WTI Settled Lower For 10th Straight Session

Market TalkMonday, Nov 12 2018
WTI Settled Lower For 10th Straight Session

WTI settled lower for a 10th straight session on Friday, marking the first time in the 35 year history of the contract that’s happened. That streak appears to be coming to an end this morning after Saudi Arabia put its foot down, deciding it would take steps to rebalance the suddenly-oversupplied oil market, sending prices up more than 1% overnight.

Although OPEC did not officially make any changes to its policy during meetings this weekend, they did set the stage for a production cut at their next meeting in early December. While Russia warned the cartel not to make any “hasty” decisions, Saudi Arabia wasted no time announcing that it would unilaterally reduce output by around 500,000 barrels/day in December now that waivers have been granted that will allow more Iranian oil to reach the market.

Baker Hughes reported an increase of 12 drilling rigs in the US last week, the largest weekly increase in almost 6 months, which brings the total count to its highest since March of 2015. Unlike what we’ve seen most of the past year, Texas did not account for the majority of the increase last week. The Lone-Star State actually saw a decrease of 1 rig, while the gains were spread among Alaska, Colorado, Louisiana, New Mexico, North Dakota and Oklahoma.

Money managers continue to bail out of their long positions (bets on higher prices) across the petroleum complex, with net-length held by the large speculative category of trader reaching the lowest levels in more than a year for most contracts last week. It will be interesting to see if the change in stance from the Saudi’s will encourage the funds to return to betting on higher oil prices, but with open interest in Brent reaching a 2 year low, it’s possible the big money is just taking its ball to another game.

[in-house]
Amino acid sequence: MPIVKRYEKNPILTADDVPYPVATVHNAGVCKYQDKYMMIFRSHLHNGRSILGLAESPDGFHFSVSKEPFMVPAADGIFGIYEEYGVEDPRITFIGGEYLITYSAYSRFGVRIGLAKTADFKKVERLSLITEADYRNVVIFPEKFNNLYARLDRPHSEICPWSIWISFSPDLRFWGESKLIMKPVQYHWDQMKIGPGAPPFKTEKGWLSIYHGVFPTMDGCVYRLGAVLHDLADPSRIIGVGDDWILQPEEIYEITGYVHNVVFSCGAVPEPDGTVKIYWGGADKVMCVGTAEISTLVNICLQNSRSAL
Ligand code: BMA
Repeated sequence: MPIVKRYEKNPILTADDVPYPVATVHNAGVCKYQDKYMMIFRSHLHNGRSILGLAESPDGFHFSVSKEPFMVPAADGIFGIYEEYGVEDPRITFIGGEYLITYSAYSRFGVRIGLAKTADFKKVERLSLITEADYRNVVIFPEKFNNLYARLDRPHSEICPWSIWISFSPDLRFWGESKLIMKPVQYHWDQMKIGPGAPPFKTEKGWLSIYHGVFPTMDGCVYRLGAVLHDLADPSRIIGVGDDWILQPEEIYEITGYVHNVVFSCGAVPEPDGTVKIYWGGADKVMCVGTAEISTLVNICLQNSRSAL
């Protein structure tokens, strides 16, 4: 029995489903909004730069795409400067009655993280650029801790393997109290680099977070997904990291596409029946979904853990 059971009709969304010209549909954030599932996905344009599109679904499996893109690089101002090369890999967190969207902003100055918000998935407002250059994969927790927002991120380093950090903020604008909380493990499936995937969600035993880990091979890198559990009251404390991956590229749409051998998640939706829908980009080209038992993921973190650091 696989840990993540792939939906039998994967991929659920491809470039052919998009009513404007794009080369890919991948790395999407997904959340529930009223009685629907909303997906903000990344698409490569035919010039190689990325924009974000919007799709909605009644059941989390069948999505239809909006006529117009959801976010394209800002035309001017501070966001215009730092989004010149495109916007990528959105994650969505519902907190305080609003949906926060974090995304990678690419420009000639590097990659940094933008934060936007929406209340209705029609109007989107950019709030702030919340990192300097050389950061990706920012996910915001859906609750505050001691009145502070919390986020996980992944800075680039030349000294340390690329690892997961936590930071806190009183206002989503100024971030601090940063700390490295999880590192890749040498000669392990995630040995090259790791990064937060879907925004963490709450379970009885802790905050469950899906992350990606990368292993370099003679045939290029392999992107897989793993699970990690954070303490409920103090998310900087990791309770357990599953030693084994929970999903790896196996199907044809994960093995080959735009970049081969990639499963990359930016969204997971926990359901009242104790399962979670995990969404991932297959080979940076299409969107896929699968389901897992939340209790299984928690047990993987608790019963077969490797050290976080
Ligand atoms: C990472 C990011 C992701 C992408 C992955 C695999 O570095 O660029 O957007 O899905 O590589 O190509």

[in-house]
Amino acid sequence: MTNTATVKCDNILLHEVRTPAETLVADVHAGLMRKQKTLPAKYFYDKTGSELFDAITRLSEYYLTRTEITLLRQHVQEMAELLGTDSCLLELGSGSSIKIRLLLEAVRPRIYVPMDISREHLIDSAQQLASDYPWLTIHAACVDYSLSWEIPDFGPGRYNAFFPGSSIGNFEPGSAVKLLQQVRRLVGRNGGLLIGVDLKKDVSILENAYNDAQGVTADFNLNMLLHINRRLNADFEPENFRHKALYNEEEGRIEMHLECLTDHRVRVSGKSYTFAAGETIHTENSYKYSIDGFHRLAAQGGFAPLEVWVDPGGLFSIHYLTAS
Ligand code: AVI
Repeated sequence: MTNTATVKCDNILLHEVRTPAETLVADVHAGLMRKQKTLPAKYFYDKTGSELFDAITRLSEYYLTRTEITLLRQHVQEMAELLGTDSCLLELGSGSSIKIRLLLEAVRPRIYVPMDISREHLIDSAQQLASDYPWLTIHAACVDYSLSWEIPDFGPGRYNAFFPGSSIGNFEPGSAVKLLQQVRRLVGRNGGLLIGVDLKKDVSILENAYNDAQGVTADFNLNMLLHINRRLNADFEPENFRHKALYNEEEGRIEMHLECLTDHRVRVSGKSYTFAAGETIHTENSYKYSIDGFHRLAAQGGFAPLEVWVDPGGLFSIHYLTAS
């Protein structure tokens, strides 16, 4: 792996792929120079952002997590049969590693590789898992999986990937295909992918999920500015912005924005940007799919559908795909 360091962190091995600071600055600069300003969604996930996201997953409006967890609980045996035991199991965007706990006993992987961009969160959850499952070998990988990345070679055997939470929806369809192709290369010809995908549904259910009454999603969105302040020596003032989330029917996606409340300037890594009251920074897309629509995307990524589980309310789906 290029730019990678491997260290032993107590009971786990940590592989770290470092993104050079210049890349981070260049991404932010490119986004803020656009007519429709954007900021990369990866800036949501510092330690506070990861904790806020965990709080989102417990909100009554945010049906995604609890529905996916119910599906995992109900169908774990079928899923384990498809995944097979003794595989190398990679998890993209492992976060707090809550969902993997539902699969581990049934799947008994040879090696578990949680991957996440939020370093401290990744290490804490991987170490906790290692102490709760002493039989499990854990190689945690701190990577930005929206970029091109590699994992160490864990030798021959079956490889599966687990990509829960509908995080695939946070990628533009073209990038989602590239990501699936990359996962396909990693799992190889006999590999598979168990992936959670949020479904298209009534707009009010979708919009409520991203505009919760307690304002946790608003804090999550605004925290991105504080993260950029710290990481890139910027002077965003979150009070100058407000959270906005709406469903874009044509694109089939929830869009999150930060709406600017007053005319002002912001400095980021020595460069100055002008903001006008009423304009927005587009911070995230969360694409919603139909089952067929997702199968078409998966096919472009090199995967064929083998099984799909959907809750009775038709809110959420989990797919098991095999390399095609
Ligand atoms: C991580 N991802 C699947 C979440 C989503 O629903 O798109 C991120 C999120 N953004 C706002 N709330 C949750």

There are only a few weeks left in the 2018 Atlantic hurricane season, but it appears we’ll have to deal with at least one more storm. The system is given a 90% chance of developing into a tropical system over the next 5 days as it heads towards Florida. At this point it looks like it will get pushed back out to sea, but we’ll need to watch it for a few more days to be sure there won’t be any impact to energy infrastructure.

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Market TalkFriday, Jun 2 2023

Energy Prices Up Over 2% Across The Board This Morning

Refined product futures traded in an 8-10 cent range yesterday with prompt heating oil settling up ~6 cents and RBOB ending up about flat. Oil prices clawed back some of the losses taken in the first two full trading days of the week, putting the price per barrel for US crude back over the $70 mark. Prices are up just over 2% across the board this morning, signifying confidence after the Senate passed the bipartisan debt ceiling bill last night.

The EIA reported crude oil inventories up 4.5 million barrels last week, aided by above-average imports, weakened demand, and a sizeable increase to their adjustment factor. The Strategic Petroleum Reserve continues to release weekly through June and the 355 million barrels remaining in the SPR is now at a low not seen since September 1983. Exports increased again on the week and continue to run well above last year’s record-setting levels through the front half of the year. Refinery runs and utilization rates have increased to their highest points this year, both sitting just above year-ago rates.